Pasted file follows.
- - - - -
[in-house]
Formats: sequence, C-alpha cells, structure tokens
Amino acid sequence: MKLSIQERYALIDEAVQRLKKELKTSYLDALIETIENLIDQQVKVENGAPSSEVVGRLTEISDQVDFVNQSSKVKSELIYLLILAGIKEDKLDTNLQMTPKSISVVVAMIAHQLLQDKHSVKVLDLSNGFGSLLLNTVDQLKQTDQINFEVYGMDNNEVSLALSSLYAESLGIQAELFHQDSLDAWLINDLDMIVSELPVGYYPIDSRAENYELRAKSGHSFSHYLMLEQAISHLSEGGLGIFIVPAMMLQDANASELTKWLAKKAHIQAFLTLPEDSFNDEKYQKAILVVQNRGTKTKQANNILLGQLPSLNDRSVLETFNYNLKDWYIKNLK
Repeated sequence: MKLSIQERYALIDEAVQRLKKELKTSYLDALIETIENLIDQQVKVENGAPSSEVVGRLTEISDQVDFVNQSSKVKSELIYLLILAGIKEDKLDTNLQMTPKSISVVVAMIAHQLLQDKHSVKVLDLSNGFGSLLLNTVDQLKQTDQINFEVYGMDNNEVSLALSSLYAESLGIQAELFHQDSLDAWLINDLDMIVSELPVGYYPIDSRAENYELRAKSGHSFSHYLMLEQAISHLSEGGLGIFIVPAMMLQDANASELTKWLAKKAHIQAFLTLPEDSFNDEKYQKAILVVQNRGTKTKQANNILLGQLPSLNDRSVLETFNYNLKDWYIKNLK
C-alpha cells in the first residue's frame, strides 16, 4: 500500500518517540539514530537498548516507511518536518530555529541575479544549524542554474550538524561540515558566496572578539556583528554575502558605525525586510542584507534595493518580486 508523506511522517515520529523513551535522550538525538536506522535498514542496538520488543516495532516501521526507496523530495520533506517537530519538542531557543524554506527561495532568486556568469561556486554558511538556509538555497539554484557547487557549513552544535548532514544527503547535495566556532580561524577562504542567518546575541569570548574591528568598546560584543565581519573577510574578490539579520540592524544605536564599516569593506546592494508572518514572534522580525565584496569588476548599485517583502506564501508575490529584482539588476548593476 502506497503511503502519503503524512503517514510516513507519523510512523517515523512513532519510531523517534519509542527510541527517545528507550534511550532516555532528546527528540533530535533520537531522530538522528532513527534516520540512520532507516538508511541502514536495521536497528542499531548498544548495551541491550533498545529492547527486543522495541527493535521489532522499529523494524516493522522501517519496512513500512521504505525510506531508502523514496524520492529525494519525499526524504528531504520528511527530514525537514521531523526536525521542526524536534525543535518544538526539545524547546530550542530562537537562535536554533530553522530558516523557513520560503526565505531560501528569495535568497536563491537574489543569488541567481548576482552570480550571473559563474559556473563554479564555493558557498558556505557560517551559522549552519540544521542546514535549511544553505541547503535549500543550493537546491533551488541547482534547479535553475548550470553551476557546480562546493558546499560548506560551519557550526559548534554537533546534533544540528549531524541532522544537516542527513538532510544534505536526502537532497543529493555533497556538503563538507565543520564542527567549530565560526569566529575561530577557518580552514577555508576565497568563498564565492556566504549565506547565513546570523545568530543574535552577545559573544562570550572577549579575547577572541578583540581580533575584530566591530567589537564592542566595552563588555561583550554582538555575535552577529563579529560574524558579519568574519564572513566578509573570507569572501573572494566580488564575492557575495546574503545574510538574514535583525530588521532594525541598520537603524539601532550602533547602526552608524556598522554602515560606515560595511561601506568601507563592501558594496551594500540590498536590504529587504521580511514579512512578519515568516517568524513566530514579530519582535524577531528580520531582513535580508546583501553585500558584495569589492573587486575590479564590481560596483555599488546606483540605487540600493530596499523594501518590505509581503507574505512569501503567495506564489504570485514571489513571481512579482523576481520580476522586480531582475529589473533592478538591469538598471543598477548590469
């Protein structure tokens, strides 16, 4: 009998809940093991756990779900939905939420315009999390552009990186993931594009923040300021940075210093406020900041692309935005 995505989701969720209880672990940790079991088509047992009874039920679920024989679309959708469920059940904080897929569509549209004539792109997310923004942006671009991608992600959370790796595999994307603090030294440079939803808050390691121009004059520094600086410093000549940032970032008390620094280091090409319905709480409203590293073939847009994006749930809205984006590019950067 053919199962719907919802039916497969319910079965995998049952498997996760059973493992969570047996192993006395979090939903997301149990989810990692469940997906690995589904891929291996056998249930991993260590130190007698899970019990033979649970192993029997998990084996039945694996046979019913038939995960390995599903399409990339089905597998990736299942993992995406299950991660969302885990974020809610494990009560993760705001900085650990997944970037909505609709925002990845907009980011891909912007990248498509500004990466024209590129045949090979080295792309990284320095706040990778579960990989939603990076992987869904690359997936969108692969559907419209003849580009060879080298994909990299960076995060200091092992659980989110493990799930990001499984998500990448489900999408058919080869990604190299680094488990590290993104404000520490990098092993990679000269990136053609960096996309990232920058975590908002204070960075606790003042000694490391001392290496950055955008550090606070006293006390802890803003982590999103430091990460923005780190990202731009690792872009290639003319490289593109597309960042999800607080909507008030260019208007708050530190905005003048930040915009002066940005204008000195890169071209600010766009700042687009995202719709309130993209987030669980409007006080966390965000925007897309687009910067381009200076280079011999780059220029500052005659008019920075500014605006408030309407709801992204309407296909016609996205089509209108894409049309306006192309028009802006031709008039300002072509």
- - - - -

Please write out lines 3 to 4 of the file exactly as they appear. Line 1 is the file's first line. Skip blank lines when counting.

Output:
Amino acid sequence: MKLSIQERYALIDEAVQRLKKELKTSYLDALIETIENLIDQQVKVENGAPSSEVVGRLTEISDQVDFVNQSSKVKSELIYLLILAGIKEDKLDTNLQMTPKSISVVVAMIAHQLLQDKHSVKVLDLSNGFGSLLLNTVDQLKQTDQINFEVYGMDNNEVSLALSSLYAESLGIQAELFHQDSLDAWLINDLDMIVSELPVGYYPIDSRAENYELRAKSGHSFSHYLMLEQAISHLSEGGLGIFIVPAMMLQDANASELTKWLAKKAHIQAFLTLPEDSFNDEKYQKAILVVQNRGTKTKQANNILLGQLPSLNDRSVLETFNYNLKDWYIKNLK
Repeated sequence: MKLSIQERYALIDEAVQRLKKELKTSYLDALIETIENLIDQQVKVENGAPSSEVVGRLTEISDQVDFVNQSSKVKSELIYLLILAGIKEDKLDTNLQMTPKSISVVVAMIAHQLLQDKHSVKVLDLSNGFGSLLLNTVDQLKQTDQINFEVYGMDNNEVSLALSSLYAESLGIQAELFHQDSLDAWLINDLDMIVSELPVGYYPIDSRAENYELRAKSGHSFSHYLMLEQAISHLSEGGLGIFIVPAMMLQDANASELTKWLAKKAHIQAFLTLPEDSFNDEKYQKAILVVQNRGTKTKQANNILLGQLPSLNDRSVLETFNYNLKDWYIKNLK